You will lose light with a TC the 1.4 loses 1 stop thats why i suggested pairing it with a 300mm f4,one would not work on your 55-300.
You actually need to upgrade lens and body i had the D5100 and 55-300 took some nice shots and kept the lens for quiet a while as it was nice.
I dont see the need for you to get a D500 unless your interest moves more to photography than bird watching and ID.
The D7200 would give you better noise control at higher ISOs better AF and better cropping,other things as well but thats the three that you are asking about.
Lens is more difficult to answer as i dont know what you would be happy carrying around but as you talk about cropping it needs to be a good one.
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Old Tuesday 17th October 2017, 05:53   #11
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Originally Posted by nikonmike View Post
I dont see the need for you to get a D500 unless your interest moves more to photography than bird watching and ID.
The D7200 would give you better noise control at higher ISOs better AF and better cropping,other things as well but thats the three that you are asking about.
Lens is more difficult to answer as i dont know what you would be happy carrying around but as you talk about cropping it needs to be a good one.
Thanks again for your input. I actually am into photography, but I shoot mostly landscapes and people. When it comes to birds, I am mostly shooting for records and ID, but it's always awesome to get a great photo. That said, I do think a D7200 or D7500 would fulfill my needs.
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Old Tuesday 17th October 2017, 06:05   #12
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To follow up on that, before shooting birds, I rarely used telephoto and rarely was significantly cropping my photos. So I am a bit inexperienced here (obviously), and unfamiliar with where to look for gains. This has been helpful. Here is a link to an example shot (cropped + original) that I wish could have been a bit sharper. A bigger zoom would help here, that much I realize.

https://photos.app.goo.gl/lA46AU1TtMgbPs592
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Old Tuesday 17th October 2017, 07:25   #13
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To follow up on that, before shooting birds, I rarely used telephoto and rarely was significantly cropping my photos. So I am a bit inexperienced here (obviously), and unfamiliar with where to look for gains. This has been helpful. Here is a link to an example shot (cropped + original) that I wish could have been a bit sharper. A bigger zoom would help here, that much I realize.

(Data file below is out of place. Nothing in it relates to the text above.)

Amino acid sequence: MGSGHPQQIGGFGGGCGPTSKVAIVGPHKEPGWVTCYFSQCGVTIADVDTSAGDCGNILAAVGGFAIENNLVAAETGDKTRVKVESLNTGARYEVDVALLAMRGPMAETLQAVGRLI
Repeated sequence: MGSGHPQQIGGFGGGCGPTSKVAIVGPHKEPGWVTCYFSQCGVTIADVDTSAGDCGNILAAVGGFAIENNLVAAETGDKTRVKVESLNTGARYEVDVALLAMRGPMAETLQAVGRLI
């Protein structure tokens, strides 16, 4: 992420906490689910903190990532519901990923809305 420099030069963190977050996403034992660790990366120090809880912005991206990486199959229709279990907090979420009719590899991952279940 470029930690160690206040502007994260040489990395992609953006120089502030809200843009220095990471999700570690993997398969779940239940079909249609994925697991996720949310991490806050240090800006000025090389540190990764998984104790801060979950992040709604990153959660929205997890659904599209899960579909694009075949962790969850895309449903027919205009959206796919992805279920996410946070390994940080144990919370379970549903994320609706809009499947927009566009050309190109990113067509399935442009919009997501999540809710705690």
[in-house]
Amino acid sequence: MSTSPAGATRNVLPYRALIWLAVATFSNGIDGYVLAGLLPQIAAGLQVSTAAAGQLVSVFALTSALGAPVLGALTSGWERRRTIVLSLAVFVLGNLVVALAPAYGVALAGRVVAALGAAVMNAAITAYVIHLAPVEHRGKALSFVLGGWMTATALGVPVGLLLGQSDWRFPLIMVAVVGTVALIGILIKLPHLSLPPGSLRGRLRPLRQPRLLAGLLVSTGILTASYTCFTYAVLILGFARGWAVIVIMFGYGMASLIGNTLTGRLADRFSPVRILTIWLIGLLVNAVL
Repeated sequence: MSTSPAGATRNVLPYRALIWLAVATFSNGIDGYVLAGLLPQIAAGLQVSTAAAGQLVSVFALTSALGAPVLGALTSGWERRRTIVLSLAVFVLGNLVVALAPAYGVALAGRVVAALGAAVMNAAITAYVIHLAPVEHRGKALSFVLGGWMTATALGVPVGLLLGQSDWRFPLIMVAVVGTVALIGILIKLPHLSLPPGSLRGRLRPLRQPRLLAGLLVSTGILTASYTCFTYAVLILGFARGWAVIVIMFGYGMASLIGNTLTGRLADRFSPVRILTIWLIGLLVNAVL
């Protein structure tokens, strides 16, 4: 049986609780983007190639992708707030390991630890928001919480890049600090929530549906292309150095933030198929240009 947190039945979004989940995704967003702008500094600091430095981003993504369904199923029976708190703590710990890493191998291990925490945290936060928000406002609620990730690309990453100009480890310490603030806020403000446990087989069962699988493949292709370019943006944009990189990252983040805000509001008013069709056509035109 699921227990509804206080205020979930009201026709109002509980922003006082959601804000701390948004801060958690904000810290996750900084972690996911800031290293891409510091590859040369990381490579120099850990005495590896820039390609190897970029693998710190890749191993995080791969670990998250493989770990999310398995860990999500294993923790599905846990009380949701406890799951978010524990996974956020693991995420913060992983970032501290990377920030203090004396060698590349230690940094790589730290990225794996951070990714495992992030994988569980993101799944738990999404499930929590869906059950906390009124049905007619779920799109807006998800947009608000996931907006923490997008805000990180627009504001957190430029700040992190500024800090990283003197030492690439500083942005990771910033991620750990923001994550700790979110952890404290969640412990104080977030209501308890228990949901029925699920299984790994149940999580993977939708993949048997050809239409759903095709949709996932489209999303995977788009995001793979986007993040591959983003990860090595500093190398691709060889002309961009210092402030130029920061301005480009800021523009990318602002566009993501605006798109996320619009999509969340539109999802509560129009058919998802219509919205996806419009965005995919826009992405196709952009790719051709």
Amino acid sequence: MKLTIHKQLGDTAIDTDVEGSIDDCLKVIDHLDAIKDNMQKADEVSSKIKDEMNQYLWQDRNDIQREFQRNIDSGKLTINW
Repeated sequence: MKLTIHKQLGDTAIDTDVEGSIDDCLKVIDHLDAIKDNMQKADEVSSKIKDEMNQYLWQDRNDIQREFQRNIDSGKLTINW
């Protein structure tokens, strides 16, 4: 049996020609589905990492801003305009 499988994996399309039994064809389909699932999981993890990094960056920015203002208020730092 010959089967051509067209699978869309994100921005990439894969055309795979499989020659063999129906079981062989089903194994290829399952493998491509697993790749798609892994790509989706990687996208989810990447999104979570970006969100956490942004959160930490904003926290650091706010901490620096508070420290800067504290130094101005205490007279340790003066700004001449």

https://photos.app.goo.gl/lA46AU1TtMgbPs592
Yes a bit more size initially would have helped, i belong a Nikon forum and there has been some discussion as to if the D7500 is worth the money over the D7200
not sure thats been resolved yet .
Not suggesting you join but if you look at the bird threads and hover over the images you can see the exif, then most members have their gear listed, so if the exif says 150-600 you can check below the image if its Tamron or Sigma.

https://nikonites.com/forum/#axzz4r4HLVBwC
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Old Tuesday 17th October 2017, 09:21   #14
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Or possibly identify the birds live before converting them to pixels? A good scope and bins and lots of practice will make the need of record shots a very occasional affair. This is cheaper than a 20 mp camera and one acquires a skill that will increase with time and bring much pleasure.
Simon, I don't carry a scope, but often when trying to find roosting birds at long distance (especially well camouflaged ones, or young birds hiding in survival mode) my 8x43 just aren't up to it. I can locate a bird by taking a pic (using D7200 + 600mm Tamron in 1.3x crop mode) of where I think they are (or have known them to be before) and then zooming in review to find them.